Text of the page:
Most businesses recognize the importance of their employees yet fail to tap into their full potential. They micromanage them, limit their authority, destroy initiative, and in general, treat them like cogs in a gear instead of thinking, creative individuals. And both the business and its customers suffer.
Note: I decided to look for Dilbert cartoons to see what Scott Adams had to say about each topic. I was not disappointed so I decided to use a two-part approach to each section; my opinion and Dilbert’s. Hope you enjoy, Sam.
How to generate employee engagement (Section headings from Wikipedia)
Employee perceptions of job importance
Sam – It is nearly impossible to remain engaged in your job when you “know” it is not important! If the supervisor frequently demonstrates to her employees how the team’s actions and performance impact both their customer’s success and the business’s performance, then people tend to operate in high gear, otherwise they appear to be dragging an anchor.
Employee clarity of job expectations
Sam – How can anyone do a good job unless they know what a good job looks like? (Well, maybe they can if they are lucky, but that should not count.) Having clear goals about the most important things to accomplish (see the prior post) and expectations about how to behave at work are prerequisites to being highly motivated.
Sam – Younger employees have been brought-up to expect instant gratification. However, in today’s work environment, promotions are harder than ever to get because of downsizing and productivity gains. Progressive businesses are still withholding “promotions” but give key employees challenging, high visibility assignments that stretch their knowledge and give them a chance grow professionally.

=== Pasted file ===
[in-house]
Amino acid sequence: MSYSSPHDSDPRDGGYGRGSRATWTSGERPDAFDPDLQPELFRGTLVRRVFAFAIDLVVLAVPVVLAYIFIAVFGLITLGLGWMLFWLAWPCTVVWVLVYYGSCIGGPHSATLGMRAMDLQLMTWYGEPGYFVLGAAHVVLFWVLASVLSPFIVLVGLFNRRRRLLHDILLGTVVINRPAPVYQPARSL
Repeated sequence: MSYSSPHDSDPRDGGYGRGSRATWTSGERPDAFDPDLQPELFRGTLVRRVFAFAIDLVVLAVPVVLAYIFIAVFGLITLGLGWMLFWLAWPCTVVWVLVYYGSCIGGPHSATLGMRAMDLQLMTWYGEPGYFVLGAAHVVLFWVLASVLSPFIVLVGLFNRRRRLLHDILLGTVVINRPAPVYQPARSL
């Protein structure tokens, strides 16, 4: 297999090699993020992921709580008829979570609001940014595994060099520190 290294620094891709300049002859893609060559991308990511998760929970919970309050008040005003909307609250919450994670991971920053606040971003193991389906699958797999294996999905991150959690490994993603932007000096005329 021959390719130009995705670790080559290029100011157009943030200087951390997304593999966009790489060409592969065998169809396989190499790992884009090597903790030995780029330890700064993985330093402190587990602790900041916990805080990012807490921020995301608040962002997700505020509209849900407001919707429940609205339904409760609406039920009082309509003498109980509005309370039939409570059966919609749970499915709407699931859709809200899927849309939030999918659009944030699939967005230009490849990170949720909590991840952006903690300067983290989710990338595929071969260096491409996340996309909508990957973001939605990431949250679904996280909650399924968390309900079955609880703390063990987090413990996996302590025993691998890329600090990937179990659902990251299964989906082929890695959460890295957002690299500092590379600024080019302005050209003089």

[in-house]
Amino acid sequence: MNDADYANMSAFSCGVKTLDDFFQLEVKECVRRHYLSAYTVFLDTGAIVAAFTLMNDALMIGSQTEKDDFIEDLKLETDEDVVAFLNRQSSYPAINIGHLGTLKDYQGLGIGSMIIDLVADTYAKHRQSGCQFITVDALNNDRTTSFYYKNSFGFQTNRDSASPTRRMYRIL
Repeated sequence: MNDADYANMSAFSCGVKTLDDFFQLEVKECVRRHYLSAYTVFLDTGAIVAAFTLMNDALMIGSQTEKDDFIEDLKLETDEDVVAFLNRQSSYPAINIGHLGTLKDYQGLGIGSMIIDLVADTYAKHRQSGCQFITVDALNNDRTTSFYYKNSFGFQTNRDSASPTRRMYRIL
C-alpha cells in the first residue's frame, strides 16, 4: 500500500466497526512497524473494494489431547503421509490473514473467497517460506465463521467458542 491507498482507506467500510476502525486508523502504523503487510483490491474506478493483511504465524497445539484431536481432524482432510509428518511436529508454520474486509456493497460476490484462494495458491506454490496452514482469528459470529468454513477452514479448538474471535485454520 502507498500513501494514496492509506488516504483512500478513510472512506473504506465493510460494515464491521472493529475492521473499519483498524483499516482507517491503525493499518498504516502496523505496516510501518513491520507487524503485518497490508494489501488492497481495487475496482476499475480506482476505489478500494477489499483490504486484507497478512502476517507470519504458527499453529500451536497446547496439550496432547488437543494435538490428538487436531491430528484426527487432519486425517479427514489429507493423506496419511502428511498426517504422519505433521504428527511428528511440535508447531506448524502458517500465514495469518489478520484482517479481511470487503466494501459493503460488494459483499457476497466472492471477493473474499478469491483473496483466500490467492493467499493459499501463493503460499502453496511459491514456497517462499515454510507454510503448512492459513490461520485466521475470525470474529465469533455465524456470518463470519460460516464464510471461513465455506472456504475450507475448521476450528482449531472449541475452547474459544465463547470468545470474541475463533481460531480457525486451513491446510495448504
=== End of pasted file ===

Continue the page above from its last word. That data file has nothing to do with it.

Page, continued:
Regular feedback and dialogue with superiors
Sam – Remember the dreaded annual performance review? Both sides of the discussion hated it. Today, enlightened managers have a mini-review with each direct report weekly or bi-weekly. For example, my daughter talks with each of her direct report sometime during the week (not pre-scheduled) and asks things like “how are you doing on achieving your XYZ goal? Is there anything I can do to help you? Do you have time to help me do ABC, I’m running behind and can use your insights.” It’s hard to believe my kid is really doing these kinds of things. And she will never be the object of this kind of comment – “What I really wanted to hear was ‘Thanks. You did a good job.’ But all my boss did was hand me a check.'”
Quality of working relationships with peers, superiors, and subordinates
Sam – This says it all!
Effective internal employee communications
Sam – Employees today want to be a part of something exciting so provide employee communications on a regular basis. And make it valuable, useful and, most of all, honest.
Titles, offices, and other signs of power
Sam – The trend in start-ups and highly innovative companies is to allow employees to curate their own title and either work remotely or have a table in a large open-area. Here are two examples:▪ Guy Kawasaki is the chief evangelist of Canva, an online graphic design tool. Formerly, he was an advisor to the Motorola business unit of Google and chief evangelist of Apple. Do you work with anyone with the title of evangelist?▪ At Amazon, conference room tables are a collection of blond-wood door-desks shoved together side by side and everyone, including CEO Jeff Bezos, uses the same door-desk.
Keep your people motivated and they will make you look like a genius! And your customers will reward you with retention and growth.